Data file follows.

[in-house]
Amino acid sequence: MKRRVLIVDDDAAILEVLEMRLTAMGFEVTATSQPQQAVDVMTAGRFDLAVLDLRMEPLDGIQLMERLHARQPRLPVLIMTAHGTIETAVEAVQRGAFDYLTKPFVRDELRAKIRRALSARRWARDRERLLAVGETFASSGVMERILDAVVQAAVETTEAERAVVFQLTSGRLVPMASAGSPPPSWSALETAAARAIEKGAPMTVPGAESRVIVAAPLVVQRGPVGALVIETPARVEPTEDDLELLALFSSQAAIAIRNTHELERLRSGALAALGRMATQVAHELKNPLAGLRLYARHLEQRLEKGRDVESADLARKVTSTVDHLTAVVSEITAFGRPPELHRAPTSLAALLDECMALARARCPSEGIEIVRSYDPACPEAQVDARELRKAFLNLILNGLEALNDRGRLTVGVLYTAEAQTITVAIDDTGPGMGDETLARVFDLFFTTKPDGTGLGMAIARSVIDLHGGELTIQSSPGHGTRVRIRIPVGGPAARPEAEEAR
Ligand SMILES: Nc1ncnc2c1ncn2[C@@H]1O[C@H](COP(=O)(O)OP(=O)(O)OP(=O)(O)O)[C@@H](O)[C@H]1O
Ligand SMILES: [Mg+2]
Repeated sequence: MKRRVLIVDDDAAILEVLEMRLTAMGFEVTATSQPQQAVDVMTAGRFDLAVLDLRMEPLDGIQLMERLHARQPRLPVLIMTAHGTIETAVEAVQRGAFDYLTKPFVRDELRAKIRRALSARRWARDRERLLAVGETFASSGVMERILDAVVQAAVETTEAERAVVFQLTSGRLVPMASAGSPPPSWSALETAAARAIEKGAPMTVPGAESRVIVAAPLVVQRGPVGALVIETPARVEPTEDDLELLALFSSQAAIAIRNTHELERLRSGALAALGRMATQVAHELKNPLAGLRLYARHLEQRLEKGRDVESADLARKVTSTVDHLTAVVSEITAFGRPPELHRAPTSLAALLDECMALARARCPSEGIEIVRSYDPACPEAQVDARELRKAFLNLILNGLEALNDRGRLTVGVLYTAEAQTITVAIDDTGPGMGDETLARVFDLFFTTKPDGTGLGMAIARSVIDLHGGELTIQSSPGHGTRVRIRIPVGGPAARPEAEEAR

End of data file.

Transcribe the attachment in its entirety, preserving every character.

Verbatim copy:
[in-house]
Amino acid sequence: MKRRVLIVDDDAAILEVLEMRLTAMGFEVTATSQPQQAVDVMTAGRFDLAVLDLRMEPLDGIQLMERLHARQPRLPVLIMTAHGTIETAVEAVQRGAFDYLTKPFVRDELRAKIRRALSARRWARDRERLLAVGETFASSGVMERILDAVVQAAVETTEAERAVVFQLTSGRLVPMASAGSPPPSWSALETAAARAIEKGAPMTVPGAESRVIVAAPLVVQRGPVGALVIETPARVEPTEDDLELLALFSSQAAIAIRNTHELERLRSGALAALGRMATQVAHELKNPLAGLRLYARHLEQRLEKGRDVESADLARKVTSTVDHLTAVVSEITAFGRPPELHRAPTSLAALLDECMALARARCPSEGIEIVRSYDPACPEAQVDARELRKAFLNLILNGLEALNDRGRLTVGVLYTAEAQTITVAIDDTGPGMGDETLARVFDLFFTTKPDGTGLGMAIARSVIDLHGGELTIQSSPGHGTRVRIRIPVGGPAARPEAEEAR
Ligand SMILES: Nc1ncnc2c1ncn2[C@@H]1O[C@H](COP(=O)(O)OP(=O)(O)OP(=O)(O)O)[C@@H](O)[C@H]1O
Ligand SMILES: [Mg+2]
Repeated sequence: MKRRVLIVDDDAAILEVLEMRLTAMGFEVTATSQPQQAVDVMTAGRFDLAVLDLRMEPLDGIQLMERLHARQPRLPVLIMTAHGTIETAVEAVQRGAFDYLTKPFVRDELRAKIRRALSARRWARDRERLLAVGETFASSGVMERILDAVVQAAVETTEAERAVVFQLTSGRLVPMASAGSPPPSWSALETAAARAIEKGAPMTVPGAESRVIVAAPLVVQRGPVGALVIETPARVEPTEDDLELLALFSSQAAIAIRNTHELERLRSGALAALGRMATQVAHELKNPLAGLRLYARHLEQRLEKGRDVESADLARKVTSTVDHLTAVVSEITAFGRPPELHRAPTSLAALLDECMALARARCPSEGIEIVRSYDPACPEAQVDARELRKAFLNLILNGLEALNDRGRLTVGVLYTAEAQTITVAIDDTGPGMGDETLARVFDLFFTTKPDGTGLGMAIARSVIDLHGGELTIQSSPGHGTRVRIRIPVGGPAARPEAEEAR